Uxbridge’s Number 2 pumping fire engine was put out to pasture before we moved here. I’m guessing that would be about 25 years ago. For 15 of those years, it sat in an empty field across from the post office. I used to go there to take pictures of it, nesting amidst wildflower and birds — and in winter, a field of snow.
At some point, someone decided the old truck was a danger. The windows were broken. Rust was eating the body. The town sent the truck to the crusher — but someone who had read my posts about the truck bought it and last I knew, was rebuilding it. I hope it has been resurrected.
Old number 2 was a pumper so it had no ladders, but lots of hoses. There are no fire pumps outside the village. When I think about it, I don’t know if there are pumps in town, either. I’ve never seen one. Out here, it’s all about wells. and of course, the rivers. Not surprisingly, we also have water tanker trucks, too.
A few years back, they built a new fire house in town, conveniently adjacent to the old fire house which was part of Town Hall, built in 1887. The old one was too small for current trucks. There’s also a fire house on our street, five houses distant. It’s not a real fire house. More like a parking garage for fire trucks. It’s not only a place to park them, but it means the fire fighting equipment is not all in one location.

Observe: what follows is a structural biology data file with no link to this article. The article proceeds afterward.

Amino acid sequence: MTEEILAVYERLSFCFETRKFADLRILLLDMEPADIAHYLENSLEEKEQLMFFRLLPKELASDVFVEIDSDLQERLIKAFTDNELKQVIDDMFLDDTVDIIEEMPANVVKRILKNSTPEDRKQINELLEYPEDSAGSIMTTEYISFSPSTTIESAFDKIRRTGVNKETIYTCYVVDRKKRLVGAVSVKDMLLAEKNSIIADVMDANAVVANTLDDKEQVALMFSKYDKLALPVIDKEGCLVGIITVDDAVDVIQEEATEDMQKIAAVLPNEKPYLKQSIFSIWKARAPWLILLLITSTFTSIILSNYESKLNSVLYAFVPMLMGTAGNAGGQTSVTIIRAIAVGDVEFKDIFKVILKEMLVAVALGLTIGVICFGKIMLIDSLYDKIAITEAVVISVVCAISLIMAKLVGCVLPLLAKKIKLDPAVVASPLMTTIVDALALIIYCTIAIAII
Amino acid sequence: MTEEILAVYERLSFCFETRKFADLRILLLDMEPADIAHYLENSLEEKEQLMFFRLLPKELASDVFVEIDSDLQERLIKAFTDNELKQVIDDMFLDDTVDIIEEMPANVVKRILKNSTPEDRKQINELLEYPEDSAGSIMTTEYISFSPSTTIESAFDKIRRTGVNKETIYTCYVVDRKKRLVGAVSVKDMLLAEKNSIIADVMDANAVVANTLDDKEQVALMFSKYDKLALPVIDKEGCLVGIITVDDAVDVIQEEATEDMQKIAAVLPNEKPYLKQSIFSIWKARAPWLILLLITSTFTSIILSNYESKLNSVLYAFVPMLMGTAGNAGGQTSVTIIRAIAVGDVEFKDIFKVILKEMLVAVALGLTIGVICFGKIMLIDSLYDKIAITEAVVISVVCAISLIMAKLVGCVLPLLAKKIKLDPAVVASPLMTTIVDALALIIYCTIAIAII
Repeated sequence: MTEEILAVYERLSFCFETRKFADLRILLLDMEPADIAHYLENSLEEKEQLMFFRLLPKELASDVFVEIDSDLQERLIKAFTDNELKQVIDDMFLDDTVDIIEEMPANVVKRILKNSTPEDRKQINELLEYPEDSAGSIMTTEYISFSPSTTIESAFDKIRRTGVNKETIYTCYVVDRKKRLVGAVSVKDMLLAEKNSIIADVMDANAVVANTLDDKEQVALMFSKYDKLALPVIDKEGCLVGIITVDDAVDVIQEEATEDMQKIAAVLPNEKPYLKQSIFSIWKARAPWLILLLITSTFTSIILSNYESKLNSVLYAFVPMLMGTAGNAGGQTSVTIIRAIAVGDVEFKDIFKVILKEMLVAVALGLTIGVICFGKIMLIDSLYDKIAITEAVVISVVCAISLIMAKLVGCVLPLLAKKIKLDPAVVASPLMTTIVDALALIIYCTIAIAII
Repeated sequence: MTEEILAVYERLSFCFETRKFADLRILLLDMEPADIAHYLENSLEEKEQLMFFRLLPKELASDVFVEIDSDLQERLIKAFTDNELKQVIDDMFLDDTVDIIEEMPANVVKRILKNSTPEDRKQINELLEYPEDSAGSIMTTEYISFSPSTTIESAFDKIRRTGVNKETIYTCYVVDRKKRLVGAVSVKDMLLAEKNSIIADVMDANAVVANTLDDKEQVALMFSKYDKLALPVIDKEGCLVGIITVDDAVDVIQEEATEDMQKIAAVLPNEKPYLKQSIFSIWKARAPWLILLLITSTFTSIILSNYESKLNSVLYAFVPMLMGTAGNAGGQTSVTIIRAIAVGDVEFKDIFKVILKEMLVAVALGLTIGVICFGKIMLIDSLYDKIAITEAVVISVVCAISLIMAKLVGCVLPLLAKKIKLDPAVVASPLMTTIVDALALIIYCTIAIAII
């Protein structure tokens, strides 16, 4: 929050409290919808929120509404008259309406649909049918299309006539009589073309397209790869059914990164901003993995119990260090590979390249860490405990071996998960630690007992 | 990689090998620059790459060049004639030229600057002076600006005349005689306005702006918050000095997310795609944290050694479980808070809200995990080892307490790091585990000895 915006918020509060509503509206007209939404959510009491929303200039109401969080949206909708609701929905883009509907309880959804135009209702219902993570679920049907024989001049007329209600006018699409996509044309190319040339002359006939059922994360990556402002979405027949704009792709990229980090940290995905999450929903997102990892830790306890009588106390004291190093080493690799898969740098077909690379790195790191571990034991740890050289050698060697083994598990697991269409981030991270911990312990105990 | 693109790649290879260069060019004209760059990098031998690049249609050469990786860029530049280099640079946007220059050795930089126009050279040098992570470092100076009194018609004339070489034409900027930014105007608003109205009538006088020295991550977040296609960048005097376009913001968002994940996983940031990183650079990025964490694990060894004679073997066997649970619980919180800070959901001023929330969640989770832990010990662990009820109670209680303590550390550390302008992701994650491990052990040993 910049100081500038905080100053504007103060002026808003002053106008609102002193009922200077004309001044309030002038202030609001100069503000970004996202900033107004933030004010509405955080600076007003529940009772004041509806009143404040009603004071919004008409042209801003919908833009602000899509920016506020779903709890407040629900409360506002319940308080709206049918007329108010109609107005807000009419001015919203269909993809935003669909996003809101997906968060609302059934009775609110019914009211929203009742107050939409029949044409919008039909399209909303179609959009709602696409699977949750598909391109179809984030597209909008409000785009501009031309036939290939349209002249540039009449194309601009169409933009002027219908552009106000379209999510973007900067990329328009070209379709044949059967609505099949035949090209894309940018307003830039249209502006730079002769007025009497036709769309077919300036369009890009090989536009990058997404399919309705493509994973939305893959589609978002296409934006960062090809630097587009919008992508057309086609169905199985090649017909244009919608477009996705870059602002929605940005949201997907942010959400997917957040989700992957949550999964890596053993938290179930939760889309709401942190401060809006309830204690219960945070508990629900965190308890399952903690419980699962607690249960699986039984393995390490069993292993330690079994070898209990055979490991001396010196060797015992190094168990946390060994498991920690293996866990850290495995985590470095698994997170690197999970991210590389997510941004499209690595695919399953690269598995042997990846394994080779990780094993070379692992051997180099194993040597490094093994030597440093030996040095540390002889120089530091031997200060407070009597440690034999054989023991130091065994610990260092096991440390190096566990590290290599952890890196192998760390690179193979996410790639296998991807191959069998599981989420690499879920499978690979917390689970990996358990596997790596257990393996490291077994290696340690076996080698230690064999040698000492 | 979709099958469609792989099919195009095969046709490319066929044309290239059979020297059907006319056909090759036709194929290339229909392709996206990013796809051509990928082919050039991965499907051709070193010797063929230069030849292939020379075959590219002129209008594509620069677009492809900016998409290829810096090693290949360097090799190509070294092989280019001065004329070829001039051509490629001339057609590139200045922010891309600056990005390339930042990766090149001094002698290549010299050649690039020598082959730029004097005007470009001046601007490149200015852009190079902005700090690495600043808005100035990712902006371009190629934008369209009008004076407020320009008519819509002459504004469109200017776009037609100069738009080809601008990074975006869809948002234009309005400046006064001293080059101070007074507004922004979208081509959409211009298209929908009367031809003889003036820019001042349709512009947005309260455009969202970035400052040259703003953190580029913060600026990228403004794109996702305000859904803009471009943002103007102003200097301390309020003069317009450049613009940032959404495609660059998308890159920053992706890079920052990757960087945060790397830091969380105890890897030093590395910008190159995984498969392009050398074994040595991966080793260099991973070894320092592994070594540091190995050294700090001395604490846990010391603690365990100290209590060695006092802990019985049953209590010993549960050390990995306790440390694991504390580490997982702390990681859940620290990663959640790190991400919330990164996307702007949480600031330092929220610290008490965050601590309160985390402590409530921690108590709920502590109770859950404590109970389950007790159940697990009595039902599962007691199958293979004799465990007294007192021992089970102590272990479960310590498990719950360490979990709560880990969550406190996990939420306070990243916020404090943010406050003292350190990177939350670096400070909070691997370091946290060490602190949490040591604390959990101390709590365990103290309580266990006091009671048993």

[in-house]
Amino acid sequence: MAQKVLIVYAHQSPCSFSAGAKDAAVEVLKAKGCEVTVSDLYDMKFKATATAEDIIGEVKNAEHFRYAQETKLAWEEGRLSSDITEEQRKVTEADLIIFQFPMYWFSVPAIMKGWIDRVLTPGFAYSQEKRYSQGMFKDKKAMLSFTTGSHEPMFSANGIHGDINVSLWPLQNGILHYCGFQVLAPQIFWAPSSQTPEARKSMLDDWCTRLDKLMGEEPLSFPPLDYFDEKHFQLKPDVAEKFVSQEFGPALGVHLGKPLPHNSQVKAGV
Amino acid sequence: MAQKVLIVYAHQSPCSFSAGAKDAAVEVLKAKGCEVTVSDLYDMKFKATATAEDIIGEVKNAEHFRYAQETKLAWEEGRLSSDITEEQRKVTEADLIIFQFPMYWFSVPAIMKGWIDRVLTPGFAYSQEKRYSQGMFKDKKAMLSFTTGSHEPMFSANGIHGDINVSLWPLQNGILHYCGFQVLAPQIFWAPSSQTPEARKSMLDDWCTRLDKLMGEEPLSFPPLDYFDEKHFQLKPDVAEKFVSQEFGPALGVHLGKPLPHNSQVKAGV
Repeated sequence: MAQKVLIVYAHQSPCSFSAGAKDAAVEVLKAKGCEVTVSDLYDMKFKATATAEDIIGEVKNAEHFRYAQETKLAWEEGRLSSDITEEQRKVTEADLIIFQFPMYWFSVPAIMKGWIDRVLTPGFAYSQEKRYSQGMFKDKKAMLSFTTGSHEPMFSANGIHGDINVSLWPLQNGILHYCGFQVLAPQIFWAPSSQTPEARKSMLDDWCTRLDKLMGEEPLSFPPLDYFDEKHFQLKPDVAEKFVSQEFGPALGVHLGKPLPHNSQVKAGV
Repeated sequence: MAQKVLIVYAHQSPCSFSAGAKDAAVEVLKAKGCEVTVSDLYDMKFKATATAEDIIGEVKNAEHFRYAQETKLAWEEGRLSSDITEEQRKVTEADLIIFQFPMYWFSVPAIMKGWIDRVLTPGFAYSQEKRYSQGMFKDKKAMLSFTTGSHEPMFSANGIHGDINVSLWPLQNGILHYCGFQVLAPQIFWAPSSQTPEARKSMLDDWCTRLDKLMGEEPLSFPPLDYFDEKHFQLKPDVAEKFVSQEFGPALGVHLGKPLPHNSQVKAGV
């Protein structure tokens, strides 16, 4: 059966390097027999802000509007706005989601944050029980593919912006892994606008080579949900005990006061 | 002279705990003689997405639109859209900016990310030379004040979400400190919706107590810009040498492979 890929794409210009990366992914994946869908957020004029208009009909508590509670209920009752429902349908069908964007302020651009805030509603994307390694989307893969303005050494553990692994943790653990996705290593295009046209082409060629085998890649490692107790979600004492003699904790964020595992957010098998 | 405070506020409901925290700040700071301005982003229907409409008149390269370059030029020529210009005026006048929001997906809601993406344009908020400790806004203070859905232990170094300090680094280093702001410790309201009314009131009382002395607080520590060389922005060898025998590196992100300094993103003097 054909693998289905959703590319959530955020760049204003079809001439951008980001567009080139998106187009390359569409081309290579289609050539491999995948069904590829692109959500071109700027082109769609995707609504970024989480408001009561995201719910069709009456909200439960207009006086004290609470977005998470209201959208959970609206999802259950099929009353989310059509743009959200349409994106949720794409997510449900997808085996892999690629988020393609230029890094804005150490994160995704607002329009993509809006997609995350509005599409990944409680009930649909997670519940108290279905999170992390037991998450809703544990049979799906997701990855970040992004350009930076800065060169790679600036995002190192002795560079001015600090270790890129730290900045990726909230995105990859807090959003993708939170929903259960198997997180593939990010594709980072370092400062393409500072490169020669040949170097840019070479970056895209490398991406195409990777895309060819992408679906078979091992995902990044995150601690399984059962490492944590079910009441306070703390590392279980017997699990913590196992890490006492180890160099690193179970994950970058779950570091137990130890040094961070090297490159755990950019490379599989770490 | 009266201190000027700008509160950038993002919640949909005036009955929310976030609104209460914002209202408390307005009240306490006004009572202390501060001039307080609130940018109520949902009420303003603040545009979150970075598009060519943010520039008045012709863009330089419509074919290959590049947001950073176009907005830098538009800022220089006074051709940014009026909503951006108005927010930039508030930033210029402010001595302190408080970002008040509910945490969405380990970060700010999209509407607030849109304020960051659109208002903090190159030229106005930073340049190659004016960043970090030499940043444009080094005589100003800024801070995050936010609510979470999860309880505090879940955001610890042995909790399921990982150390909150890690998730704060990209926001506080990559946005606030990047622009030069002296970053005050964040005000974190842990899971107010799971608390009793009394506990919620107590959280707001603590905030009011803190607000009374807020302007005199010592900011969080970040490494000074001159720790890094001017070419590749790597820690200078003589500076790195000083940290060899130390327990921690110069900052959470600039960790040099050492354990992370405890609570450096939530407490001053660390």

Uxbridge has the biggest and best-equipped fire department in the valley. Since many small towns don’t have a fire department, Uxbridge is the place to call. We have the engines and now, a nice house to keep the engines shiny and ready to go.
The fire chief is a town employee. There are a few others who are full or part time employees. Some firefighters are also police or EMTs who double up, but the majority of firefighters are volunteers. They take their work seriously, even though they aren’t paid.
We owe them a lot.